Dr. Steven M. Kuznicki
Alberta Ingenuity Foundation Scholar
Canada Research Chair in Molecular Sieve Nanomaterials
7th Floor ECERF, Room 7-084M
9107 - 116 Street
Edmonton, AB T6G 2V4
Research Areas: molecular sieves; molecular separations; adsorption; nanopore and nanometal synthesis
After a 20+ year career in industry, Dr. Kuznicki initiated a career in academia. Dr. Kuznicki is widely regarded as the world’s leading authority on mixed coordination molecular sieves. In recent years hundreds of authors from over 60 institutions in at least 20 countries have published patents or scholarly articles on these new materials. This area represents a fundamental scientific contribution of Dr. Kuznicki to microporous solids and nanotechnology.
A proven innovator, Dr. Kuznicki has documented well over 50 patented discoveries with many additional applications pending. His latest research involves a new class of molecular sieves that express the so called "Molecular Gates" effect. Constructed from mixed tetrahedral / octahedral metal oxides units, these materials provide a basis for new catalysts, new separation agents, ceramic membranes, new types of potential semi-conductors and optoelectric materials.
Molecular Sieves - New Structures and Applications: Forming the heart of hundreds of processes as catalysts, absorbents, ion-exchange and purification agents, molecular sieves are among the most important and valuable inorganic materials. Utilized in petroleum cracking for gasoline production, oxygen production from air, water purification by removing heavy metals and much more, these materials impact our lives. The definition of molecular sieves has grown to include new materials, which offer new possibilities, especially in energy related applications.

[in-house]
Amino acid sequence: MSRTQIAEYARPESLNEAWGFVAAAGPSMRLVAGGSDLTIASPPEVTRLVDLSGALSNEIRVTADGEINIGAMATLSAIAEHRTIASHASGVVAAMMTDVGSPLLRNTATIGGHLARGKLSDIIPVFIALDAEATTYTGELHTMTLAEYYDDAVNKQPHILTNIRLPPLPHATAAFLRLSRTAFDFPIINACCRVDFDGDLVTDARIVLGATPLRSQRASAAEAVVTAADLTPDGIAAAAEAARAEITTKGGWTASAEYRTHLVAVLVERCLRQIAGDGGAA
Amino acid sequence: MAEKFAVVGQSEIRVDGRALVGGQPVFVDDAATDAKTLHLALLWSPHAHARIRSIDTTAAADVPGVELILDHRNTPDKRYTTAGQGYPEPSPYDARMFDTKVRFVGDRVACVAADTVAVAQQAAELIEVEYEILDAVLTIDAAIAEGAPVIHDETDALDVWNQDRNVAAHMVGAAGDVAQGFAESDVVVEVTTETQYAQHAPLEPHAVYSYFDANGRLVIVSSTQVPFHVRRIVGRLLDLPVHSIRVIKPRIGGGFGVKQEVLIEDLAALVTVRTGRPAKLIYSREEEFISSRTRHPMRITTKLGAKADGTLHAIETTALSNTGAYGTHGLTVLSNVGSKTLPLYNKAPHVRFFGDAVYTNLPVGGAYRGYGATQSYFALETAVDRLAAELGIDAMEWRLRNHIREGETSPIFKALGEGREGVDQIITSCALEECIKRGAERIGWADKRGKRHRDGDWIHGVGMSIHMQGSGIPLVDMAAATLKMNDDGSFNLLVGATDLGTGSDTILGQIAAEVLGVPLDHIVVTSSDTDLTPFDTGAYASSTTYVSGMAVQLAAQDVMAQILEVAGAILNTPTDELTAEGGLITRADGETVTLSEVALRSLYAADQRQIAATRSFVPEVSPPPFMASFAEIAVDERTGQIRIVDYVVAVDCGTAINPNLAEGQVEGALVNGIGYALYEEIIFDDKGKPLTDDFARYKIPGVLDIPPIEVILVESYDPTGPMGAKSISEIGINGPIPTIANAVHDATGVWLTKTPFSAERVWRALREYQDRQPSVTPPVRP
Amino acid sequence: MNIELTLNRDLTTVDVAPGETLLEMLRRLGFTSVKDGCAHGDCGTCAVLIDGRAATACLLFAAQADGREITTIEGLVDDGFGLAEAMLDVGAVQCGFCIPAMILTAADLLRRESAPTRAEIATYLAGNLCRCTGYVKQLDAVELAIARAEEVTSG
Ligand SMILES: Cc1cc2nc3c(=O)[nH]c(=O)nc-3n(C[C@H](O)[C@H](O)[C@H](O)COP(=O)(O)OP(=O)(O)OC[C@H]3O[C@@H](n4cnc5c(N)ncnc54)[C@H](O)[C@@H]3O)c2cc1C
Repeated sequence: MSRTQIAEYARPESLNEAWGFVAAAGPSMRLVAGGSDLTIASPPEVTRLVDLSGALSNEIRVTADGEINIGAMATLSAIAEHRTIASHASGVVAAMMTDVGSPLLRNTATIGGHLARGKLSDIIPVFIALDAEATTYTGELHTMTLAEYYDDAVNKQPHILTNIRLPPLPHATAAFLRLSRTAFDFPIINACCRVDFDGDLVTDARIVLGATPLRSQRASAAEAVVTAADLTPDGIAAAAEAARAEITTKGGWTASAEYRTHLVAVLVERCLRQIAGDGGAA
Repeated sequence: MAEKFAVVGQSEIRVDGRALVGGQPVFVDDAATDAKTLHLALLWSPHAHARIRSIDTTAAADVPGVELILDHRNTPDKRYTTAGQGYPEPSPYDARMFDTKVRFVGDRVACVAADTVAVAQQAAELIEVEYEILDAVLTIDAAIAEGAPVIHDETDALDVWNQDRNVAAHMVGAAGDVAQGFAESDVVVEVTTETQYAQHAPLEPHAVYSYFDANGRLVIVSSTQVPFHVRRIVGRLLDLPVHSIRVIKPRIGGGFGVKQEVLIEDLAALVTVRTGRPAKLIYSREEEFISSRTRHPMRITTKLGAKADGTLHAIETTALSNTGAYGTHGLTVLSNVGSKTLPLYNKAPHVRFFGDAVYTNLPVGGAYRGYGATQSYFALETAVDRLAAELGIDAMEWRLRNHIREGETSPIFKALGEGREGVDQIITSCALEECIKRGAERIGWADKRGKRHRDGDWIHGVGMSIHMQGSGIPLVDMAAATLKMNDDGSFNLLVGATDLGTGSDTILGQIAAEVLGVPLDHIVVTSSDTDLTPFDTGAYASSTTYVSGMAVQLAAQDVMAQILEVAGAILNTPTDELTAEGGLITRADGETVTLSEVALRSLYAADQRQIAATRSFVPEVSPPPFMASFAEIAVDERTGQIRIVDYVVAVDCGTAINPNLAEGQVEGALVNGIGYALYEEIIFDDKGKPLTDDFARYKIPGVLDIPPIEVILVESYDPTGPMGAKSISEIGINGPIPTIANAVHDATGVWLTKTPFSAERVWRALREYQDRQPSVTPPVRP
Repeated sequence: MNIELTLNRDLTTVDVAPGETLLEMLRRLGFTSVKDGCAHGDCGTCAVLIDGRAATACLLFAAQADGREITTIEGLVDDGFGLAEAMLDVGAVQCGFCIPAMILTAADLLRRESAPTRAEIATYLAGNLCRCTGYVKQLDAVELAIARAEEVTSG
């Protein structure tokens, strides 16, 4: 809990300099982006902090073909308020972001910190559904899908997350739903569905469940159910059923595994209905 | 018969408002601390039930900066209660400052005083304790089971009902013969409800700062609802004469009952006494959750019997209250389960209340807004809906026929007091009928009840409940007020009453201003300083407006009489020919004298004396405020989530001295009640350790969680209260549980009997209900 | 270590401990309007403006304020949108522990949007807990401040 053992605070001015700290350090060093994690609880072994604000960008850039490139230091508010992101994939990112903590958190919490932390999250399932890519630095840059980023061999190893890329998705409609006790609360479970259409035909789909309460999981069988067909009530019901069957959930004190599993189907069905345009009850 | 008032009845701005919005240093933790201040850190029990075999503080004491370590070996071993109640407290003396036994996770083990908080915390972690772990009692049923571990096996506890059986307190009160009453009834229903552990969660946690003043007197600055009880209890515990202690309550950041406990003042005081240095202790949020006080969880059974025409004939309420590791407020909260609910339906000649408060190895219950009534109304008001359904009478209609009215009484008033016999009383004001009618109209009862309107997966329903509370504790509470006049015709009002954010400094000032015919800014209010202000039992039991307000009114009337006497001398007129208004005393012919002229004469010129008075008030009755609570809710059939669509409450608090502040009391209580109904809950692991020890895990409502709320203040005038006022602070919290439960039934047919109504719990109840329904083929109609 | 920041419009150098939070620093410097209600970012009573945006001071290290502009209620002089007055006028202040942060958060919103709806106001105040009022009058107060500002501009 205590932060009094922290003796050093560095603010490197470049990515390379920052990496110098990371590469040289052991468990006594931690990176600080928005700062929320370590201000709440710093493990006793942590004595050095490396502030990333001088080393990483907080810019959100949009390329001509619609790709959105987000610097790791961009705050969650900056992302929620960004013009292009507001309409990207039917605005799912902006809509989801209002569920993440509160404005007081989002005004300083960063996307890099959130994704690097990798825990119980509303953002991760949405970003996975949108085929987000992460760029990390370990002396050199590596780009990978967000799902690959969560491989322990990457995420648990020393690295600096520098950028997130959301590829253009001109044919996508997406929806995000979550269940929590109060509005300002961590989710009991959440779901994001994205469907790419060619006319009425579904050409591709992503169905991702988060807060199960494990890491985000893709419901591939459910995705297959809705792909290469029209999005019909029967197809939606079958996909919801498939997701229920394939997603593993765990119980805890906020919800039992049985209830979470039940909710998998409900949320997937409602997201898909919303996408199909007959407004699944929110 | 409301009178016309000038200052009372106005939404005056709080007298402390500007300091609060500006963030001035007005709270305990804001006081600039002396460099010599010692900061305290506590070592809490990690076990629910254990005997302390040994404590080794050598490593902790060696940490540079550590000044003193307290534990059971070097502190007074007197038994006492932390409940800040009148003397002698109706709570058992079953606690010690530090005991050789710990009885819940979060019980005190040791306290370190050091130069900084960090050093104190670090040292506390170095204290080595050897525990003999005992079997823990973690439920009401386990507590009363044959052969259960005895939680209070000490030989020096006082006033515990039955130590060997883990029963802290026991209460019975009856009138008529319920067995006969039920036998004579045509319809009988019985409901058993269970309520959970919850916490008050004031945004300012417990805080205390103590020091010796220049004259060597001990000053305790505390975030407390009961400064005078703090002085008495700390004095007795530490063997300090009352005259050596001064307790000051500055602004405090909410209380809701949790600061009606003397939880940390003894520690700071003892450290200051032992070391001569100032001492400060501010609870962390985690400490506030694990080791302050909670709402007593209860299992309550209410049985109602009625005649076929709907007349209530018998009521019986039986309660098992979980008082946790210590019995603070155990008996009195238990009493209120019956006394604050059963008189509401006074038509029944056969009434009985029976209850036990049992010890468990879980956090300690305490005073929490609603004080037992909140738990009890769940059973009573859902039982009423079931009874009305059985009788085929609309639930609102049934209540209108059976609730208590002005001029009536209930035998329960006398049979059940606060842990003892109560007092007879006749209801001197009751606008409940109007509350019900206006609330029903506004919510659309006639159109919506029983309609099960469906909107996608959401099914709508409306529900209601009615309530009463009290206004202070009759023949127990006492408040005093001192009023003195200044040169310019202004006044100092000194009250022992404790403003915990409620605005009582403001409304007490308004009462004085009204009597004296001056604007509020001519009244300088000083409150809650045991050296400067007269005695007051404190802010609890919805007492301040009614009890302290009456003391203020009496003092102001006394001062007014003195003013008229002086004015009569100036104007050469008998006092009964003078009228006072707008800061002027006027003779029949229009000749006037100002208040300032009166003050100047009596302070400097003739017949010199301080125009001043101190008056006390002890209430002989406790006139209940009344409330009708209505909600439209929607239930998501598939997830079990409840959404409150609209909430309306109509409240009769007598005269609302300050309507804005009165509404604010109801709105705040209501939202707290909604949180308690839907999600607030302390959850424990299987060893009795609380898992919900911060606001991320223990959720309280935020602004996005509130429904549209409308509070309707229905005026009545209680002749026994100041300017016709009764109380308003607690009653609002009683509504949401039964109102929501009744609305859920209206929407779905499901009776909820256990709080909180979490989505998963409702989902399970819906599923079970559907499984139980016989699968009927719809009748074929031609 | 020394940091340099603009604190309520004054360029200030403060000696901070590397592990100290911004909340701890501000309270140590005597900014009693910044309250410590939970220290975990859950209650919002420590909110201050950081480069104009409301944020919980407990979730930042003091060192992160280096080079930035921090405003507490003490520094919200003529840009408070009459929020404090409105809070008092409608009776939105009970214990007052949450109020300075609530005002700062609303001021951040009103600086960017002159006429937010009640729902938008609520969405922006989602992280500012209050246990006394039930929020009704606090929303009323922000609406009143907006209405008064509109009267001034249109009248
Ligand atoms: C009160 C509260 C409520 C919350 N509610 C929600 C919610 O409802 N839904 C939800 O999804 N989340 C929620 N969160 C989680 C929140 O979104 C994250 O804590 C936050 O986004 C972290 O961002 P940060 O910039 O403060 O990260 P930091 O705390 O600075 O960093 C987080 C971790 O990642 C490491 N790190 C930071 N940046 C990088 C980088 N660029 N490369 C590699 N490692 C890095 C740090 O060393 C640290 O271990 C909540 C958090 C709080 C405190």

A new class of molecular sieves we are exploring has unique properties that we are trying to exploit. Constructed from mixed tetrahedral / octahedral metal oxides units, theses materials provide a basis for new catalysts, new separation agents, ceramic membranes, new types of potential semi-conductors and optoelectric materials. These materials express the so called "Molecular Gates" effect were molecules with differences in size of only 0.1 Angstron (0.01 nanometer) can be separated by the uniform, controllable pores.
Molecular Gates: Precise, Controllable, Crystalline Pores: This is a new program with the central objectives of applying molecular sieves to:
- Develop new separations agents for bitumen (tar sands) derived products,
- Modify bitumen reactions by absorption and/or catalysis,
- Create and explore new molecular sieve structures in advanced applications such as semi-conductors and energy applications.
Video: Steve Kuznicki - Using molecular sieves to improve oilsands production